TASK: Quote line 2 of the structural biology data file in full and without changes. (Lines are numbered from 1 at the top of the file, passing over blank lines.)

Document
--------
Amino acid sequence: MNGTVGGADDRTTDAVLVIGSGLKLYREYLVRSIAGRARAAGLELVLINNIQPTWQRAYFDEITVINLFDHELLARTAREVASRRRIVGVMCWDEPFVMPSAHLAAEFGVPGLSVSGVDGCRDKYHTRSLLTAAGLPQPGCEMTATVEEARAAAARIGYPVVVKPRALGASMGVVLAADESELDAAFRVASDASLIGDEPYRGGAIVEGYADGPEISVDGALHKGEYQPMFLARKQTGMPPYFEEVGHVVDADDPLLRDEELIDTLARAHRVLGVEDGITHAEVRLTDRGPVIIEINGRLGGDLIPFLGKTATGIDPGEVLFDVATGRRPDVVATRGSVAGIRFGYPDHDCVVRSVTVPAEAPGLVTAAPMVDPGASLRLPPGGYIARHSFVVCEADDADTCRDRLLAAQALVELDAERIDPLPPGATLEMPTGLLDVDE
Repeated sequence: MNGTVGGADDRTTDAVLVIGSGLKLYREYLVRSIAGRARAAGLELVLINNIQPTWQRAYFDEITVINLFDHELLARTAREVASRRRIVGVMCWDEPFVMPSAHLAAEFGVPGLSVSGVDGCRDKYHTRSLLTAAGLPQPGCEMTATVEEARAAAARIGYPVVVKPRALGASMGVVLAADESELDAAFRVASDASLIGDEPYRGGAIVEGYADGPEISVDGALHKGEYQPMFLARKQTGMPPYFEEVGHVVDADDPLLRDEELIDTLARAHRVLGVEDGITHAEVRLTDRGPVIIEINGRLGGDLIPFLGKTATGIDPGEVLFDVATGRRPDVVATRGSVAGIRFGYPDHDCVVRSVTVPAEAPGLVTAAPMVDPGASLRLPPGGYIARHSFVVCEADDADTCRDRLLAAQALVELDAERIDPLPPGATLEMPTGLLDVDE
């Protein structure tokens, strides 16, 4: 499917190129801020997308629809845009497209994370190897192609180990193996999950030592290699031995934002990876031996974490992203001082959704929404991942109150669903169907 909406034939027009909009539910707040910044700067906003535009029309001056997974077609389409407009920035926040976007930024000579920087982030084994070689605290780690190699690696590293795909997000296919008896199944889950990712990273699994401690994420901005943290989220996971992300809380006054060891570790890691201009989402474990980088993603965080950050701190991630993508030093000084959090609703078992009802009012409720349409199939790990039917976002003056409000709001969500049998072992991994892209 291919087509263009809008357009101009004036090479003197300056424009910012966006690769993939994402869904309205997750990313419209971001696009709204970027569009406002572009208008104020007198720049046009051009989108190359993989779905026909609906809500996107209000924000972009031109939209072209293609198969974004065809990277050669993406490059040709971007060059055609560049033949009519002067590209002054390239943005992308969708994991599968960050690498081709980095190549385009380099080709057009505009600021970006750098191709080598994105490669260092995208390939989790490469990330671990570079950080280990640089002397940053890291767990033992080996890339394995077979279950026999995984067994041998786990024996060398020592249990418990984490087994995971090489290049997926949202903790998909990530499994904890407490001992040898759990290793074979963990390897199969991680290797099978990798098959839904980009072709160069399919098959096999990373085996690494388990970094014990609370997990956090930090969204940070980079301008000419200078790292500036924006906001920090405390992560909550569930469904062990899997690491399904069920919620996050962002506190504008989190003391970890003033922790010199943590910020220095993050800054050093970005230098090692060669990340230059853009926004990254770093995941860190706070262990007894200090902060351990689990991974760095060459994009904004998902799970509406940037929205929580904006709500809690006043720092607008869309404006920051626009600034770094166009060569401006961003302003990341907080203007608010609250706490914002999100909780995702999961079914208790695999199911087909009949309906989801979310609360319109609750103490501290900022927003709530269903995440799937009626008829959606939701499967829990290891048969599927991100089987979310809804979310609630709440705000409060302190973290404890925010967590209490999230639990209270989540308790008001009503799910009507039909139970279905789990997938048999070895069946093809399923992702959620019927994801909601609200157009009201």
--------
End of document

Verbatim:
Repeated sequence: MNGTVGGADDRTTDAVLVIGSGLKLYREYLVRSIAGRARAAGLELVLINNIQPTWQRAYFDEITVINLFDHELLARTAREVASRRRIVGVMCWDEPFVMPSAHLAAEFGVPGLSVSGVDGCRDKYHTRSLLTAAGLPQPGCEMTATVEEARAAAARIGYPVVVKPRALGASMGVVLAADESELDAAFRVASDASLIGDEPYRGGAIVEGYADGPEISVDGALHKGEYQPMFLARKQTGMPPYFEEVGHVVDADDPLLRDEELIDTLARAHRVLGVEDGITHAEVRLTDRGPVIIEINGRLGGDLIPFLGKTATGIDPGEVLFDVATGRRPDVVATRGSVAGIRFGYPDHDCVVRSVTVPAEAPGLVTAAPMVDPGASLRLPPGGYIARHSFVVCEADDADTCRDRLLAAQALVELDAERIDPLPPGATLEMPTGLLDVDE